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We live in a time of information abundance, which far too many of us see as information overload. With the sum total of human knowledge, past and present, at our fingertips, we’re faced with a crisis of attention: which ideas should we engage with, and why? Big Think is an evolving roadmap to the best thinking on the planet — the ideas that can help you think flexibly and act decisively in a multivariate world.

A word about Big Ideas and Themes — The architecture of Big Think

Big ideas are lenses for envisioning the future. Every article and video on bigthink.com and on our learning platforms is based on an emerging “big idea” that is significant, widely relevant, and actionable. We’re sifting the noise for the questions and insights that have the power to change all of our lives, for decades to come. For example, reverse-engineering is a big idea in that the concept is increasingly useful across multiple disciplines, from education to nanotechnology.

Themes are the seven broad umbrellas under which we organize the hundreds of big ideas that populate Big Think. They include New World Order, Earth and Beyond, 21st Century Living, Going Mental, Extreme Biology, Power and Influence, and Inventing the Future.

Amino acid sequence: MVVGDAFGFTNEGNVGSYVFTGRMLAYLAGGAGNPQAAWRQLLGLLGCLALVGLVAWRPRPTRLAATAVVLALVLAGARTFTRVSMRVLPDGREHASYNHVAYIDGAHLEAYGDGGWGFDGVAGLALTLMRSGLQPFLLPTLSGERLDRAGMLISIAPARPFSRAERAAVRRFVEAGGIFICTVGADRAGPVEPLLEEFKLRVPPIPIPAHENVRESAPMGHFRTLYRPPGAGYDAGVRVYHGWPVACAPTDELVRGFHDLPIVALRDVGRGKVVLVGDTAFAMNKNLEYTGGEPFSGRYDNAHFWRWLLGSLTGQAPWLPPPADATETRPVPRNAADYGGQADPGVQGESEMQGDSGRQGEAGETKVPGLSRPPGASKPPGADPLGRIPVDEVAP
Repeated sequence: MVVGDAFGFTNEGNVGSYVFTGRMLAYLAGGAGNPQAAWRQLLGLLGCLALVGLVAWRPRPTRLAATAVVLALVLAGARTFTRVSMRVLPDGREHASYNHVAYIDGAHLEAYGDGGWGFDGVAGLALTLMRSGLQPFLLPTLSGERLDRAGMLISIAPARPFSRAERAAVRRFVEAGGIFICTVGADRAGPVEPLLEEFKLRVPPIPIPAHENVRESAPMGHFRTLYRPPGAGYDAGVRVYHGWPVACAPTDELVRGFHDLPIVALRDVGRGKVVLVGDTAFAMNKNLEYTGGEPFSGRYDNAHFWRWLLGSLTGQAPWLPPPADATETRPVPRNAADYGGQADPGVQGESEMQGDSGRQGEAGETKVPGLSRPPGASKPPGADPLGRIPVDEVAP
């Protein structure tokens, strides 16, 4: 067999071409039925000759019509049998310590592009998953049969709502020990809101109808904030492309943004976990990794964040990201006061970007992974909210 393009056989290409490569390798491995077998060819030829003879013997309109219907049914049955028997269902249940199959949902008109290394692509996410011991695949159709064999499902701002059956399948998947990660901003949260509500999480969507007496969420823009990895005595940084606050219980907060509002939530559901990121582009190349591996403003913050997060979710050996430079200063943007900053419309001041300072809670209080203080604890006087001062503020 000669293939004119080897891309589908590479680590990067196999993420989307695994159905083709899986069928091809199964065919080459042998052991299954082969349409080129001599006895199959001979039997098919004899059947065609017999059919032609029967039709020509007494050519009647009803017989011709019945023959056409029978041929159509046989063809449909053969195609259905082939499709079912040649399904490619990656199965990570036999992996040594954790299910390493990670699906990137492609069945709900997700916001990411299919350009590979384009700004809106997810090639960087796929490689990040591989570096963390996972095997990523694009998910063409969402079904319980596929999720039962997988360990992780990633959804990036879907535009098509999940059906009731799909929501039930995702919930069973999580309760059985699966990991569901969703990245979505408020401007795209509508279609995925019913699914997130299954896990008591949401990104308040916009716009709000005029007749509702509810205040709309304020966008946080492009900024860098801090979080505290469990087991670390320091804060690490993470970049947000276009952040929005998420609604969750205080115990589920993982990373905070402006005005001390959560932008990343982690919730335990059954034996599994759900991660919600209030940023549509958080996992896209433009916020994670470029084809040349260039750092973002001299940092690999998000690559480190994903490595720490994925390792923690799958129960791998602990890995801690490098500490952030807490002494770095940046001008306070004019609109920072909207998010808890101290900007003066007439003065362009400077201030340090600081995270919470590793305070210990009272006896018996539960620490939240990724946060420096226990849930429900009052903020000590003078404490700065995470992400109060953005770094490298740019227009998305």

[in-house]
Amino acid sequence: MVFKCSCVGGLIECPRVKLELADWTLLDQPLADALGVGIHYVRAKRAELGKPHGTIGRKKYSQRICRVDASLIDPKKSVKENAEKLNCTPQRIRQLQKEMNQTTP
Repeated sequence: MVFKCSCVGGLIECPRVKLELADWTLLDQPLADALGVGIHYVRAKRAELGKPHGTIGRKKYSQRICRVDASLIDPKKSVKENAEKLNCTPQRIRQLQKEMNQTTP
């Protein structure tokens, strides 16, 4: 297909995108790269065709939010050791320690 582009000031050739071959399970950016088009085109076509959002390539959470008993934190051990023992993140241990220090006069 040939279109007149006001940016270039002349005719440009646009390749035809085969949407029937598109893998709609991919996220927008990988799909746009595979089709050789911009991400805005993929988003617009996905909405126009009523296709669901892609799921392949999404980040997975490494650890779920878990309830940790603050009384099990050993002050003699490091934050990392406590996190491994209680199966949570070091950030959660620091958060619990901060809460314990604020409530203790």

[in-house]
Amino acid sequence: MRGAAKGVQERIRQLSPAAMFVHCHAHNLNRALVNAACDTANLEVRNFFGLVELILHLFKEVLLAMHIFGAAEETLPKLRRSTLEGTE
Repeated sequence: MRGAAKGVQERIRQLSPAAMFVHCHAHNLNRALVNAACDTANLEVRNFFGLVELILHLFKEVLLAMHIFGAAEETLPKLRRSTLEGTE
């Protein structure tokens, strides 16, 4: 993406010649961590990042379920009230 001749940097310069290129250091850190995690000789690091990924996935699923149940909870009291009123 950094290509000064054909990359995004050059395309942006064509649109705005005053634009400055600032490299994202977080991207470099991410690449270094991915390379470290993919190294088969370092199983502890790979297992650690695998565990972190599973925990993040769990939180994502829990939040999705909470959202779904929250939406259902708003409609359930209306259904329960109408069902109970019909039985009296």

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Truth vs. Happiness: Depressives Have a More Accurate View of Life, Optimists Are Happier and More Successful.

June 24, 2014, 3:30 PM

What's the Latest?

Psychologists Michael Scheier and Charles Carver have devoted their careers to understanding how different people can have such different outlooks on life, and how those outlooks affect their wellbeing. In one of their early experiments, the researchers found that depressed individuals tended to see more clearly how humans fundamentally lack control over their destiny. "Not only were depressed individuals more realistic in their judgments, they argued, but the very illusion of being in control held by those who weren’t depressed was likely protecting them from depression in the first place."

What's the Big Idea?

Harvard University psychologist Daniel Gilbert says that each of us have a "psychological immune system", in addition to our biological one, that links how we see the world with how we feel. The more optimistic we are, the better we feel. And the better we feel, the more optimistically we tend view the world around us. Optimism works like a shield, protecting our physical and mental health. On the other hand, "[t]he negative view is self-fulfilling: you set lower expectations, do less, achieve less, and experience a worse outcome, which in turn conforms to your initial negative views."

Read more at the New Yorker

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Truth vs. Happiness: Depres...

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